Northern Thailand’s forests are burning once again, putting entire villages at risk, leaving dozens of local officers dead and depleting the forest’s ecosystem. Forest fires are a seasonal problem for the locals, with deforestation for agriculture being cited as the main cause. This year poses one of the worst wildfires in decades, yet there have hardly been any reports about the crisis from local media, with most available information detailing the (inconclusive) extent of damage done being shared through social media.
T/W: The images below may be disturbing or distressing to some.
How did it start?
Although the actual cause is still unclear, Narumon Pinyosinwat, a Thai government spokeswoman alleges the recent drought, slash-and-burn agribusiness practises, strong winds trapping polluted air in the northern region as well as arson as possible causes for the devastation.
These are all plausible and likely. However—whatever the root cause is—drought and strong, polluted winds as a result of climate change have left the hotspots of the region vulnerable to the rapid spread of wildfires, especially in Chiang Mai, which has once again been declared the world’s most polluted city. However, the alienation and demonisation of the local communities of “forest dwellers” by the authorities have also been a great setback in the management of the fires.
The reality is that local villages and communities within the forests and mountains of Northern Thailand have been on the forest fire frontlines every year, possessing the most innate understanding of fire control methods. After all, the forests and mountains are their home and sole source of food–why wouldn’t they try to protect it? These small communities of people are the ones who create fire buffer zones by burning fuel loads (flammable foliage), desperately trying to prevent and manage the crisis. However, the government has now declared a zero-burn policy in the forests, preventing locals from upholding these practises, thus overloading the forest with fuel loads and leading to the quick spread of the flames.
In addition, the fires have become so devastating because the locals have been deprived of the means to adequately deal with it. As a result of global warming, the rivers at the top of the mountains that used to provide water to douse any flames while acting as fire barriers have all but dried up–months before the official ‘hot season’ had even begun. Local villagers are thus struggling to save themselves and their homes after being left defenceless; forced to resort to primitive methods of fire extinguishing such as using leaf blowers, axes and knives. It’s an incredibly dangerous task, having already left several villagers to perish at the hands of a sudden change of wind.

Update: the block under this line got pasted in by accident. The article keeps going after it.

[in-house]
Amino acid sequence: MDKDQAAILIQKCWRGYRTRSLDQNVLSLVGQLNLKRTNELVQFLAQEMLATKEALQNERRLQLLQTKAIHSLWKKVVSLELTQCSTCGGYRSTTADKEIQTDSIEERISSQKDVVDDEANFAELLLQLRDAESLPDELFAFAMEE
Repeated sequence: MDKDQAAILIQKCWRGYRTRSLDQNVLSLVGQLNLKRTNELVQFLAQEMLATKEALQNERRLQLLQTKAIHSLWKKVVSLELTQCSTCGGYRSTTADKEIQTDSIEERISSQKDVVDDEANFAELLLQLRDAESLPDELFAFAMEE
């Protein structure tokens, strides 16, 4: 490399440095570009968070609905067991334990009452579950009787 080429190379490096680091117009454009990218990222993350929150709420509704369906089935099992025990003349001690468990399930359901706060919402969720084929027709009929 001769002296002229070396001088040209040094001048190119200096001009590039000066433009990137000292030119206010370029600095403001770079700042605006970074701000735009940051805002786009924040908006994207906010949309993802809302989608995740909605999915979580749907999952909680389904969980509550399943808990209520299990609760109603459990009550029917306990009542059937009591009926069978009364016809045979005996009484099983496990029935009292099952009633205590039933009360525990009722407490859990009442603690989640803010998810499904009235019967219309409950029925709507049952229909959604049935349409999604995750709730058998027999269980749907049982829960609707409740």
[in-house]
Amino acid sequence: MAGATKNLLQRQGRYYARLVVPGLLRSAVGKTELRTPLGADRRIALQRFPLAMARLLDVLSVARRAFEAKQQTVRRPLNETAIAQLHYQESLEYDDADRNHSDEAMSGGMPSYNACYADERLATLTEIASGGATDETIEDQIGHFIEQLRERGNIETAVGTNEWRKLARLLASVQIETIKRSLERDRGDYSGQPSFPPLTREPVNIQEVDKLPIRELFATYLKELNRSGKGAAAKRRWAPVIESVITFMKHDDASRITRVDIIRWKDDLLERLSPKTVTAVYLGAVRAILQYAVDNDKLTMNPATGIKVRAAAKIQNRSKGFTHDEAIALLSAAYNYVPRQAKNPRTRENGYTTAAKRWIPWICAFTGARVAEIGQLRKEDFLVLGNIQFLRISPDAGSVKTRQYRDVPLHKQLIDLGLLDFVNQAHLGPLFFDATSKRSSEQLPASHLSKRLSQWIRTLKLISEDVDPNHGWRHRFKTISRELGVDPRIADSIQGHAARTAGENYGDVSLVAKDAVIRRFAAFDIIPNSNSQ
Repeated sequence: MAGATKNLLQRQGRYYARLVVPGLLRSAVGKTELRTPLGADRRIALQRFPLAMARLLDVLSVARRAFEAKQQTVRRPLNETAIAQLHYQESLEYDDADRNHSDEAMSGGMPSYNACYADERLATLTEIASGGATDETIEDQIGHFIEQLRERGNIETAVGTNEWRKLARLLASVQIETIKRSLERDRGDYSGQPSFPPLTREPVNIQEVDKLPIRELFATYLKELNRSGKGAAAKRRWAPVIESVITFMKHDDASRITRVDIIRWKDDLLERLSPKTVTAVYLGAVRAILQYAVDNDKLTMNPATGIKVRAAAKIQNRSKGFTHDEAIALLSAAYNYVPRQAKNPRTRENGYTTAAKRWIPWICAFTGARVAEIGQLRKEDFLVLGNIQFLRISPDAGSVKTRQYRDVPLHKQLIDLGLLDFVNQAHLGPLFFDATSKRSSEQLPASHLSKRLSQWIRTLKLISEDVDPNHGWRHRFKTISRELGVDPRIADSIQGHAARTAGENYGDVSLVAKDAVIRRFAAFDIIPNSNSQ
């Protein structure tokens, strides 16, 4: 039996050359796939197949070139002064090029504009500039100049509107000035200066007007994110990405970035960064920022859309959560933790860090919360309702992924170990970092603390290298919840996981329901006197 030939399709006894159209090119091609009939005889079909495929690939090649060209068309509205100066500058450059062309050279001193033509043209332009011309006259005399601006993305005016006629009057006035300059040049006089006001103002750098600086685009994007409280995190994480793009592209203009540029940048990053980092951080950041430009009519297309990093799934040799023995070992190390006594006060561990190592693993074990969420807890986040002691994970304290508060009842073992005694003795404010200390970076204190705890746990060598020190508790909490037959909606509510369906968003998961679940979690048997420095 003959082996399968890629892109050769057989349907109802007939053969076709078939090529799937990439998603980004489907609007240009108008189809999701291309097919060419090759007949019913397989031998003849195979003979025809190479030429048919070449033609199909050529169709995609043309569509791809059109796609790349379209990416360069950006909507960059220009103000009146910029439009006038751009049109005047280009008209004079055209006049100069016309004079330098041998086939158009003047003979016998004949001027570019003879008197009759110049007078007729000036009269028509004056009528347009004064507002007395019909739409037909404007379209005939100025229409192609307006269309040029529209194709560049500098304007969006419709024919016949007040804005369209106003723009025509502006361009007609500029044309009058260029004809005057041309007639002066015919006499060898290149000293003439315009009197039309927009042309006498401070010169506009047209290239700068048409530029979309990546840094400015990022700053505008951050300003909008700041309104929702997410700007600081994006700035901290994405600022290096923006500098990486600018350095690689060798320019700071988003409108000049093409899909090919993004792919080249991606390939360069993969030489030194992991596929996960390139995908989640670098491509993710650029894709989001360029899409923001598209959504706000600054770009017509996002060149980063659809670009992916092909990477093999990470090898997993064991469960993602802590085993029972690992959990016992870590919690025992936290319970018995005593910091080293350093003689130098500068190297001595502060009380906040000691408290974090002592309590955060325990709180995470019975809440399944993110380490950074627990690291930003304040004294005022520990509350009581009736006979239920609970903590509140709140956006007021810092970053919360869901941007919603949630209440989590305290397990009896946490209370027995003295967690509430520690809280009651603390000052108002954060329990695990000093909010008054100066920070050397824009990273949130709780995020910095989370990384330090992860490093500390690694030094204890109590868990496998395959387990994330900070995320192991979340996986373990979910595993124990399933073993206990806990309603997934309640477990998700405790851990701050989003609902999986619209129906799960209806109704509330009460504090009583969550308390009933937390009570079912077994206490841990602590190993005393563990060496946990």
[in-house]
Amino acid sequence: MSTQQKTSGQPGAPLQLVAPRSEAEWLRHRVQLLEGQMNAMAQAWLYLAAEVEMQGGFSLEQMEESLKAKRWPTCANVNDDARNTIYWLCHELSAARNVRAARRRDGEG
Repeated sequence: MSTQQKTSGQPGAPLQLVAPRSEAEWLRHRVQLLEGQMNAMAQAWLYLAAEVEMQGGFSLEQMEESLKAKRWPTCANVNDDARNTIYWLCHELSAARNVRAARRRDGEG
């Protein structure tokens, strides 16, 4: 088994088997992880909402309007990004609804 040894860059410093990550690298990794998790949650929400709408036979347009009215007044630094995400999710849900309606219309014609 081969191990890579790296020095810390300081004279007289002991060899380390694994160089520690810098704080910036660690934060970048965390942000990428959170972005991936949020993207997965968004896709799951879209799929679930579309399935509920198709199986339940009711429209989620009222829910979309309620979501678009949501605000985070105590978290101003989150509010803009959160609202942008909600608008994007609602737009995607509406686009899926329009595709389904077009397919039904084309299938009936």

In addition to their efforts, helicopters, drones and paragliders have been deployed by authorities to manage affected areas; as well as soldiers who have been tasked with detecting the fires. The issue is that government manpower and resources have been stretched thin between the fires and the COVID-19 pandemic, and they are ill-equipped to deal with the situation.
Okay, so it’s bad. Why haven’t we heard about it?
It’s no secret that COVID-19 is at the forefront of everybody’s minds at the moment, with the pandemic predicted to last until this time next year—yes, 2021. However, although it is definitely a big contributor to the media’s silence, others suggest that there are more sinister reasons behind the underreporting of the forest fires.
Specifically, users on social media have blamed corruption within the government–Instagram user Junny stated that “wildlife animals are dying… and no one helps us, (not) even our government”, adding that “the government and Thai mass media are still ignoring it because of powerful people who don’t want international people to know the news and I don’t know why”. Others suggested that the alleged cover-up was an attempt to uphold a facade and save face amid the disaster.
Regardless, the forests have been blazing away from at least the night of the 25th of March, with both city and forest residents being subjected to record high levels of pollution as a result. The main question is–how can we help?
Unfortunately, the answer to that at the moment is… not much. However, we can keep spreading the word about it to raise awareness about the critical situation, just like we did for the Australian bushfires and 2019 Amazon rainforest wildfires. Hopefully from there, we’ll start seeing some relief funds being set up. In addition, climate change has been a big catalyst in the rise of forest fires that we’ve seen in this year alone (and we’re only in April). So, on a more long-term scale, we should be looking for solutions to reduce our global carbon footprint–it’s clear that we’re not doing nearly enough as it is and that needs to change.
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